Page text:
Giving the president such “extravagant and unilateral authority” would mean the chief executive could pick and choose which countries may send visitors to this country, Katyal said. Congress specifically rejected such discrimination based on nationality in 1965, he noted.
By contrast, Francisco, representing the administration, said Trump’s order is a routine measure in line with law and tradition.
“The Constitution and acts of Congress both confer on the president broad authority to suspend or restrict the entry of aliens outside the United States when he deems it in the nation’s interest,” he wrote.
“Past presidents have routinely invoked that authority … to advance national security and foreign policy objectives,” he wrote. He cited as examples President Carter’s order barring Iranians in the late 1970s and President Reagan’s order blocking Cubans in the mid-1980s.
The high court is being asked to rule on four questions — two substantive and two procedural.
First, Trump’s lawyers question whether anyone can go to court to challenge an executive order barring entry of a noncitizen. “Congress has never authorized judicial review” of executive decisions “to exclude aliens abroad,” Francisco said. These noncitizens “have no constitutional rights regarding entry,” he added.
Katyal disagrees, of course. The judiciary is not “powerless” to intervene when the president oversteps his legal authority and adopts an unconstitutional policy, he said.
The next question focuses on federal immigration law and what it authorizes. Trump’s lawyers say Congress gave the president broad authority to “suspend the entry” of “any class of aliens” whenever he sees fit and for as long as he “shall deem necessary.”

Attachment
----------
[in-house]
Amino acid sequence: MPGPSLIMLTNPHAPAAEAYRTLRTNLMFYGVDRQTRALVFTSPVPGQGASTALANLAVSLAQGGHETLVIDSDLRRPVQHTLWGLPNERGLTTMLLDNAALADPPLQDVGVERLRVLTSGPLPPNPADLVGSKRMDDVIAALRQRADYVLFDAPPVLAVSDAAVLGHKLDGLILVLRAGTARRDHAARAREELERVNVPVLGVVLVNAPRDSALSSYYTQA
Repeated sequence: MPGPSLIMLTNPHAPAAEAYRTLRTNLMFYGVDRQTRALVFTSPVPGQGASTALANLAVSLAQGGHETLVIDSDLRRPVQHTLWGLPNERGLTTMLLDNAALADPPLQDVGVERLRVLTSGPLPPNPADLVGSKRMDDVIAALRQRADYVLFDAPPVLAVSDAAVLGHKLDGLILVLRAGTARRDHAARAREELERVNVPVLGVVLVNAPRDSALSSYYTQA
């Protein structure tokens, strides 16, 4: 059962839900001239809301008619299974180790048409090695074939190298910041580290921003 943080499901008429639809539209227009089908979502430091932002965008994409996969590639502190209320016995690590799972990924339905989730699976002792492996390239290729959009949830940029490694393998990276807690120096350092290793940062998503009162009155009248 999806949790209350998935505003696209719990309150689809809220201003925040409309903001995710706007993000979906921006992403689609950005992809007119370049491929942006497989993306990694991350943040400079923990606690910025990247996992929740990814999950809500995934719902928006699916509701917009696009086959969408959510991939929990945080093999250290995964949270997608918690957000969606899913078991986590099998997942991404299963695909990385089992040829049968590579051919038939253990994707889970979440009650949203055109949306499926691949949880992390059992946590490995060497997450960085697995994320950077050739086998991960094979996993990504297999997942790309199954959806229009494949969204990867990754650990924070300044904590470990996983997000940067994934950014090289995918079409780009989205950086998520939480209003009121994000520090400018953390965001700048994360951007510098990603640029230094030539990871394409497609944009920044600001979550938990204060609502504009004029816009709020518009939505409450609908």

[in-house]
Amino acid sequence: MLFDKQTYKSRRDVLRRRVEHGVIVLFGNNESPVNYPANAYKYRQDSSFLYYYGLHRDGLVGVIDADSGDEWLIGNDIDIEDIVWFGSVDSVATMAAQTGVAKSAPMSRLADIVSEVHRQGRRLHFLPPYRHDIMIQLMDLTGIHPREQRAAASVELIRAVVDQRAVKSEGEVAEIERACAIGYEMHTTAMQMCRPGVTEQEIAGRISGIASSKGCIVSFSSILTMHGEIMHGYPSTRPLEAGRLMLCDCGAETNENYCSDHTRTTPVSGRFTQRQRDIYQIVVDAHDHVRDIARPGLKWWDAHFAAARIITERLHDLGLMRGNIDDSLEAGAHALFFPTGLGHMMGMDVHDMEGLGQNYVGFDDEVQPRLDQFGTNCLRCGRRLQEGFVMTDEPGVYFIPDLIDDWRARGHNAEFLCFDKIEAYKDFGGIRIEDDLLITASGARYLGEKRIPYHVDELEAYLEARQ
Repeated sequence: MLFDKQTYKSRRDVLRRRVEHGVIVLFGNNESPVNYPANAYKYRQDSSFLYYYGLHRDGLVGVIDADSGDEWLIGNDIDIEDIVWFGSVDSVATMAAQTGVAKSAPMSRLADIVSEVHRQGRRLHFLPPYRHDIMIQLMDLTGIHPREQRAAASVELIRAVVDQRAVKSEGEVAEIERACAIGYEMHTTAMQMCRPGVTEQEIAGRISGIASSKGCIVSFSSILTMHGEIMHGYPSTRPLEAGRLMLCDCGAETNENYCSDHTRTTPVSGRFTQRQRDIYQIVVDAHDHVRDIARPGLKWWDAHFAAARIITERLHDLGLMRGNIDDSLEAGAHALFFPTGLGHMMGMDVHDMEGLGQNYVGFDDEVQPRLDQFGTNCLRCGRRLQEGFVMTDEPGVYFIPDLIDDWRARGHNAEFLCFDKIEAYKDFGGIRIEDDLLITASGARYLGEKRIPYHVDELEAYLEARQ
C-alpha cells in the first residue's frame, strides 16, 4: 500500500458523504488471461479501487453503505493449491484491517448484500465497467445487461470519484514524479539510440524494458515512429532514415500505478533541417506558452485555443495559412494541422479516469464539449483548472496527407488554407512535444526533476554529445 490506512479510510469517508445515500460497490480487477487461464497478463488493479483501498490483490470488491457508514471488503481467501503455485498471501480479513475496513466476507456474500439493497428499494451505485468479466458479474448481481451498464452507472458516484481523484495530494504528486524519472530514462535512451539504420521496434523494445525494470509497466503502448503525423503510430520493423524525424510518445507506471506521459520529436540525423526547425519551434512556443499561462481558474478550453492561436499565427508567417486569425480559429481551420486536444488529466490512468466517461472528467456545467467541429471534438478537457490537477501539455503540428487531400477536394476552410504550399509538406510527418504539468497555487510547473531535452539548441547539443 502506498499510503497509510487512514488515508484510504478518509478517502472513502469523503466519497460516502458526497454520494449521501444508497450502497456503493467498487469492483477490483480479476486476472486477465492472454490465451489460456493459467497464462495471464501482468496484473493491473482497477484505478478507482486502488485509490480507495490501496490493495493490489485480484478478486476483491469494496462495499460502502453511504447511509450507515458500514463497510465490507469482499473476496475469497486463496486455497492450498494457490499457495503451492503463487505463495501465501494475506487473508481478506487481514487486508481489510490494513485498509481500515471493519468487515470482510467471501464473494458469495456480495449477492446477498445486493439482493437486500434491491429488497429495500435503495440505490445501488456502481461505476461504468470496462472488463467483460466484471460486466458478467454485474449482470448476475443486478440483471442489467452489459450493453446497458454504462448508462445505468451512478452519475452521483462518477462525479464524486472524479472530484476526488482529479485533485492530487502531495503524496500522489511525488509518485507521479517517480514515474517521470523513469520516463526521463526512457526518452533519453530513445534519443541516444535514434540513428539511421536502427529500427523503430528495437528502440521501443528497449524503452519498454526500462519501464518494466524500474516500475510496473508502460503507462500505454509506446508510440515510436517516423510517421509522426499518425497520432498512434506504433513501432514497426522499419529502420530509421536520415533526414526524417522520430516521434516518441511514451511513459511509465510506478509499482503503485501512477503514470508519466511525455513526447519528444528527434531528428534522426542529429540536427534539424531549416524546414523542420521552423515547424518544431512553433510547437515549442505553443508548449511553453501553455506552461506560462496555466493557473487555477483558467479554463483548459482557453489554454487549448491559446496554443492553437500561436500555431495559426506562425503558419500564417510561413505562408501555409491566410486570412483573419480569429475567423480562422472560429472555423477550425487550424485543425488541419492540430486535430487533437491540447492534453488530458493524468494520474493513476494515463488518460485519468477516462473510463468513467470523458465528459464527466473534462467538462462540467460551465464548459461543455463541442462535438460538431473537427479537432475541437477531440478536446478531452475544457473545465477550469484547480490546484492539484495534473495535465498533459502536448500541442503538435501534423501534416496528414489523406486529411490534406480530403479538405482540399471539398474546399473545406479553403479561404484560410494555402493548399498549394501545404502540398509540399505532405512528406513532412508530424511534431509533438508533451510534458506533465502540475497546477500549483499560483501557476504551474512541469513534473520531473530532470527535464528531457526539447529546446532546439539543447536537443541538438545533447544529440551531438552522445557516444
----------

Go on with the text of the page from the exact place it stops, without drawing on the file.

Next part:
Katyal agrees that the law gives the president this power, but says the authority applies to temporary and emergency measures, not a permanent ban. He also says the president has failed to explain why the travel ban is needed.
Moreover, Katyal points to the section of immigration law adopted in 1965 that he says makes clear the president may not “single-handedly revive the national quota system” that Congress abolished.
The third question asks whether a limitation targeted at Muslim countries violates the Constitution’s ban on an “establishment of religion.” Usually, the “establishment of religion” issue arises when local officials choose to hold prayers at public events or put religious symbols on public property.
In this case, Francisco says the travel ban is “religion neutral” because it singles out countries based, not on religion, but on their lack of strong security procedures.
Katyal says the “evidence is overwhelming that [the travel ban order] was issued for the unconstitutional purpose of excluding Muslims from the United States.”
Finally, Trump’s lawyers ask the court to decide whether the district judge’s order in Hawaii that blocked the travel ban nationwide was too broad. The administration hopes the court will rein in the increasingly common practice of district judges handing down nationwide orders based on a suit brought by a handful of plaintiffs.
1:30 p.m.: This article was updated with additional remarks from the argument and analysis.
9:50 a.m.: This article was updated with remarks by Justice Kagan.
8:40 a.m.: This article was updated with details from the Supreme Court argument.
This article was originally published at 3 a.m.